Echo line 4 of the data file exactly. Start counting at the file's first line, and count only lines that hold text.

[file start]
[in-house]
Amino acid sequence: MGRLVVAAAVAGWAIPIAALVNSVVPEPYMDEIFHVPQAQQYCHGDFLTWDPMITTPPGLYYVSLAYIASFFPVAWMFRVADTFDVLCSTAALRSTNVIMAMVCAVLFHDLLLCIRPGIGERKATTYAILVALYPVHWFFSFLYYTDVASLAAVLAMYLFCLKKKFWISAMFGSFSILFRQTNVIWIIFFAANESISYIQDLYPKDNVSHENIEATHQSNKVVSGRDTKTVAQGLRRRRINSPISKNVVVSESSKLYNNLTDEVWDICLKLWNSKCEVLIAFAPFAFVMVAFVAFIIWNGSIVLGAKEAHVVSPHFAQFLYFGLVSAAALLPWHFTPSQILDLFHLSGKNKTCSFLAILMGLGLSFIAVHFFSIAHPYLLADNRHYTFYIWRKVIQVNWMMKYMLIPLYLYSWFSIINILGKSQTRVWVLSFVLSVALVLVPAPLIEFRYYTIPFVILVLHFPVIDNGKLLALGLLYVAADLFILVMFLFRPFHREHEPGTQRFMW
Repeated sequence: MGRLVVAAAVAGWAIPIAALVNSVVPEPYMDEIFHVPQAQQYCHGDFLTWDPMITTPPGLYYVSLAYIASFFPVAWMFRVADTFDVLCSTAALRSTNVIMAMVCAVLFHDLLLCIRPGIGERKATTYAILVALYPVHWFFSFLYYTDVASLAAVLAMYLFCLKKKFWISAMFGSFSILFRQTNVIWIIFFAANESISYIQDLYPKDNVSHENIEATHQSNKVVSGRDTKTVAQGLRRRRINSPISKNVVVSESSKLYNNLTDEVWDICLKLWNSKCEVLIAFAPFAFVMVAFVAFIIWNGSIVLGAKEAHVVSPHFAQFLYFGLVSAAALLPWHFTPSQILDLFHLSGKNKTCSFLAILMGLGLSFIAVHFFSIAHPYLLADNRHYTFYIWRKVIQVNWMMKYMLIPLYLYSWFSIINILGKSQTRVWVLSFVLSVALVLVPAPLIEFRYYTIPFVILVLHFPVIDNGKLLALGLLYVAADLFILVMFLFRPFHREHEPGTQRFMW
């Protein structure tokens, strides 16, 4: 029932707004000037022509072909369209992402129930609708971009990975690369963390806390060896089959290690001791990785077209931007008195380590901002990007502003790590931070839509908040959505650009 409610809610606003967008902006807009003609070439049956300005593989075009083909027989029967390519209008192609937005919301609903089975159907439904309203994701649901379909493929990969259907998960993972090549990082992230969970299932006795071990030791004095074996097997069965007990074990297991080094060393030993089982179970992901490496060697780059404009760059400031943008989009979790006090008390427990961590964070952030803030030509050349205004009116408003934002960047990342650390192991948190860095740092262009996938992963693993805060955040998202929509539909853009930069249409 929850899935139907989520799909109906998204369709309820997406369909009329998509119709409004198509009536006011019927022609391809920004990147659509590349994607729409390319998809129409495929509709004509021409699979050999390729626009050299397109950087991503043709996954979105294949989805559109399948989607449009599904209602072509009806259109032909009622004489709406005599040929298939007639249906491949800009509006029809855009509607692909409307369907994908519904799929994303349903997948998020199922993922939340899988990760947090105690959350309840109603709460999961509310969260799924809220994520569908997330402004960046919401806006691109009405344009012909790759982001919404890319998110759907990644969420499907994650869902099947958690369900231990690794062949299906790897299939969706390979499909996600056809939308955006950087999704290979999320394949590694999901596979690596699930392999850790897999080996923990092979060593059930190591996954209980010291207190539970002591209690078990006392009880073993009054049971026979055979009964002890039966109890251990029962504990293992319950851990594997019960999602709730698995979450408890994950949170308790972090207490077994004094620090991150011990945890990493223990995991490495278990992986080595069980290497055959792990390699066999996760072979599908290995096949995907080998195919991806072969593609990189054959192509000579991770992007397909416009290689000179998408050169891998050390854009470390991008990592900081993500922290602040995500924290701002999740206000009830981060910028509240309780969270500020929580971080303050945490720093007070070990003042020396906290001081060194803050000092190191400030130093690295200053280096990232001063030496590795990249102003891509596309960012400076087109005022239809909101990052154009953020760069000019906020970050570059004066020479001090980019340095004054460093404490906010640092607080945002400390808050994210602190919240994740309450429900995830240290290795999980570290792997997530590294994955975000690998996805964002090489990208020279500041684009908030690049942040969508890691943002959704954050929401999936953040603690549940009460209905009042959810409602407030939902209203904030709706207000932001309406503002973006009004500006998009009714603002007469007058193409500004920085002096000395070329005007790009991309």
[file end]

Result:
């Protein structure tokens, strides 16, 4: 029932707004000037022509072909369209992402129930609708971009990975690369963390806390060896089959290690001791990785077209931007008195380590901002990007502003790590931070839509908040959505650009 409610809610606003967008902006807009003609070439049956300005593989075009083909027989029967390519209008192609937005919301609903089975159907439904309203994701649901379909493929990969259907998960993972090549990082992230969970299932006795071990030791004095074996097997069965007990074990297991080094060393030993089982179970992901490496060697780059404009760059400031943008989009979790006090008390427990961590964070952030803030030509050349205004009116408003934002960047990342650390192991948190860095740092262009996938992963693993805060955040998202929509539909853009930069249409 929850899935139907989520799909109906998204369709309820997406369909009329998509119709409004198509009536006011019927022609391809920004990147659509590349994607729409390319998809129409495929509709004509021409699979050999390729626009050299397109950087991503043709996954979105294949989805559109399948989607449009599904209602072509009806259109032909009622004489709406005599040929298939007639249906491949800009509006029809855009509607692909409307369907994908519904799929994303349903997948998020199922993922939340899988990760947090105690959350309840109603709460999961509310969260799924809220994520569908997330402004960046919401806006691109009405344009012909790759982001919404890319998110759907990644969420499907994650869902099947958690369900231990690794062949299906790897299939969706390979499909996600056809939308955006950087999704290979999320394949590694999901596979690596699930392999850790897999080996923990092979060593059930190591996954209980010291207190539970002591209690078990006392009880073993009054049971026979055979009964002890039966109890251990029962504990293992319950851990594997019960999602709730698995979450408890994950949170308790972090207490077994004094620090991150011990945890990493223990995991490495278990992986080595069980290497055959792990390699066999996760072979599908290995096949995907080998195919991806072969593609990189054959192509000579991770992007397909416009290689000179998408050169891998050390854009470390991008990592900081993500922290602040995500924290701002999740206000009830981060910028509240309780969270500020929580971080303050945490720093007070070990003042020396906290001081060194803050000092190191400030130093690295200053280096990232001063030496590795990249102003891509596309960012400076087109005022239809909101990052154009953020760069000019906020970050570059004066020479001090980019340095004054460093404490906010640092607080945002400390808050994210602190919240994740309450429900995830240290290795999980570290792997997530590294994955975000690998996805964002090489990208020279500041684009908030690049942040969508890691943002959704954050929401999936953040603690549940009460209905009042959810409602407030939902209203904030709706207000932001309406503002973006009004500006998009009714603002007469007058193409500004920085002096000395070329005007790009991309």